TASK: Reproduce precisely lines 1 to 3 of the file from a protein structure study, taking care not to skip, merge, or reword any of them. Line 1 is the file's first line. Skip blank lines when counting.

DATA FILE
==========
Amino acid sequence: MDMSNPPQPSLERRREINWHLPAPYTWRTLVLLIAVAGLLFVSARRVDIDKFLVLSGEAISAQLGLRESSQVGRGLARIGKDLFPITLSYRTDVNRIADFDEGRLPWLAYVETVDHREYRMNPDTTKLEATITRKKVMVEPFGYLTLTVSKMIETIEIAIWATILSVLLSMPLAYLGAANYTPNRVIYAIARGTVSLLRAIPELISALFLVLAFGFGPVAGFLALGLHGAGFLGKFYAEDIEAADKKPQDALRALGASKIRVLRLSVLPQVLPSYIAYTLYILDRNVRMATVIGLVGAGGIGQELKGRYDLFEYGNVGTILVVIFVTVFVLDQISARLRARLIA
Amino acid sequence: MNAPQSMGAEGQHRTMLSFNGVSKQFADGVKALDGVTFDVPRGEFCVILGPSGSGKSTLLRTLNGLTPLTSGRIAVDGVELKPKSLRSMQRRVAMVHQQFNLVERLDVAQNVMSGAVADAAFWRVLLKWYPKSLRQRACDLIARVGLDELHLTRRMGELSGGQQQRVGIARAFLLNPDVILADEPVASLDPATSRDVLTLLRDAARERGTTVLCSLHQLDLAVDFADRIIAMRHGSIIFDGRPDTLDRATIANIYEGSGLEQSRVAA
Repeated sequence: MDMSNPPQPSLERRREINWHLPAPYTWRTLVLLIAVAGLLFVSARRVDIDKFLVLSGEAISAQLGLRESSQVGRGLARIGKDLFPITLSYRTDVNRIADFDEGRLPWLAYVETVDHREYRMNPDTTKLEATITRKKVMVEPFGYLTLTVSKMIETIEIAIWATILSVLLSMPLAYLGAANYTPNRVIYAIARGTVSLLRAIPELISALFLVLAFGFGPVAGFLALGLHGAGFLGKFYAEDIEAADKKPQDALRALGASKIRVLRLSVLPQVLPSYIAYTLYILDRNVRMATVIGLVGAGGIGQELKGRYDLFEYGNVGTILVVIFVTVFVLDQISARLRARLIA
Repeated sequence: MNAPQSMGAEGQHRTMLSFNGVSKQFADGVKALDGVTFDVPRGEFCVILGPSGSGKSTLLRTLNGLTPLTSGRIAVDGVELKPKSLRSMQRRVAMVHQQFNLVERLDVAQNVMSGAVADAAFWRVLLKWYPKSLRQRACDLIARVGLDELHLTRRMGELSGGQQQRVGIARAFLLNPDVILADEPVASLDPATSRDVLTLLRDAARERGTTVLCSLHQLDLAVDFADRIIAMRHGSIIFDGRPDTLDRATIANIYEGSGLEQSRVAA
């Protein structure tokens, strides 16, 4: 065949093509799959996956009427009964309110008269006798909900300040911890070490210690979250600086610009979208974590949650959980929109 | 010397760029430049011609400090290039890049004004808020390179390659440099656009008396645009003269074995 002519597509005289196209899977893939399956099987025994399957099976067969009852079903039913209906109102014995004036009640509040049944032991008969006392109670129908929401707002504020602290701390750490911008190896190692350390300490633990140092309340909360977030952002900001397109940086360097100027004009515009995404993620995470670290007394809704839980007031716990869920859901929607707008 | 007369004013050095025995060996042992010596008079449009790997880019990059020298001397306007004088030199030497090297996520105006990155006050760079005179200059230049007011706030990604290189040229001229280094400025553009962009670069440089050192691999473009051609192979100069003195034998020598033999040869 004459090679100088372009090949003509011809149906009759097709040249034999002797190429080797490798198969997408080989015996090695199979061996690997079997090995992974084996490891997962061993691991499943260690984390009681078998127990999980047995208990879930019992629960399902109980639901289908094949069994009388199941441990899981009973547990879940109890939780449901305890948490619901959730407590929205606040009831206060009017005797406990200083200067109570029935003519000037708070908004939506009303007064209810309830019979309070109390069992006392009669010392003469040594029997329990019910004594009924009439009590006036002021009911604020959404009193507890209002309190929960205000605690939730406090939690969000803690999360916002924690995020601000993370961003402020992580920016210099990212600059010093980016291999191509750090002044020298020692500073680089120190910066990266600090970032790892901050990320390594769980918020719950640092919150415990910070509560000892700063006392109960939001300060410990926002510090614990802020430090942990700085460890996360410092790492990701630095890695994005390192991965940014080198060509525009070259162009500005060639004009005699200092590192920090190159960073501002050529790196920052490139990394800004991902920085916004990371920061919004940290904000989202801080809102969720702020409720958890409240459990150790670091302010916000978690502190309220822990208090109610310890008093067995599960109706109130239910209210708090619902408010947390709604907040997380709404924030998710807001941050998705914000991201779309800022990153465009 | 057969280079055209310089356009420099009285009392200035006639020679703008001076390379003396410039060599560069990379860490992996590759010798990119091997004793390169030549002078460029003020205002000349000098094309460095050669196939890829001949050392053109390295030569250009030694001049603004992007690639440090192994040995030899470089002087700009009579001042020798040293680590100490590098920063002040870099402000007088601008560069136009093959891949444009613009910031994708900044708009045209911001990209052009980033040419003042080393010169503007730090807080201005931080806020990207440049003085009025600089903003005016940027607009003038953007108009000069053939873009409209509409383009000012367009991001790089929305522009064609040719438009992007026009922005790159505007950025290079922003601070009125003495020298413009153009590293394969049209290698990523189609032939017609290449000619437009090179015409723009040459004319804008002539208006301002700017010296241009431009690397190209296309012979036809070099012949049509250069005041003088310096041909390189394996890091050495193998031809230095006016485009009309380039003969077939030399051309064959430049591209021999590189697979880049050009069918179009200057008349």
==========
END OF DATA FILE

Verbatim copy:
Amino acid sequence: MDMSNPPQPSLERRREINWHLPAPYTWRTLVLLIAVAGLLFVSARRVDIDKFLVLSGEAISAQLGLRESSQVGRGLARIGKDLFPITLSYRTDVNRIADFDEGRLPWLAYVETVDHREYRMNPDTTKLEATITRKKVMVEPFGYLTLTVSKMIETIEIAIWATILSVLLSMPLAYLGAANYTPNRVIYAIARGTVSLLRAIPELISALFLVLAFGFGPVAGFLALGLHGAGFLGKFYAEDIEAADKKPQDALRALGASKIRVLRLSVLPQVLPSYIAYTLYILDRNVRMATVIGLVGAGGIGQELKGRYDLFEYGNVGTILVVIFVTVFVLDQISARLRARLIA
Amino acid sequence: MNAPQSMGAEGQHRTMLSFNGVSKQFADGVKALDGVTFDVPRGEFCVILGPSGSGKSTLLRTLNGLTPLTSGRIAVDGVELKPKSLRSMQRRVAMVHQQFNLVERLDVAQNVMSGAVADAAFWRVLLKWYPKSLRQRACDLIARVGLDELHLTRRMGELSGGQQQRVGIARAFLLNPDVILADEPVASLDPATSRDVLTLLRDAARERGTTVLCSLHQLDLAVDFADRIIAMRHGSIIFDGRPDTLDRATIANIYEGSGLEQSRVAA
Repeated sequence: MDMSNPPQPSLERRREINWHLPAPYTWRTLVLLIAVAGLLFVSARRVDIDKFLVLSGEAISAQLGLRESSQVGRGLARIGKDLFPITLSYRTDVNRIADFDEGRLPWLAYVETVDHREYRMNPDTTKLEATITRKKVMVEPFGYLTLTVSKMIETIEIAIWATILSVLLSMPLAYLGAANYTPNRVIYAIARGTVSLLRAIPELISALFLVLAFGFGPVAGFLALGLHGAGFLGKFYAEDIEAADKKPQDALRALGASKIRVLRLSVLPQVLPSYIAYTLYILDRNVRMATVIGLVGAGGIGQELKGRYDLFEYGNVGTILVVIFVTVFVLDQISARLRARLIA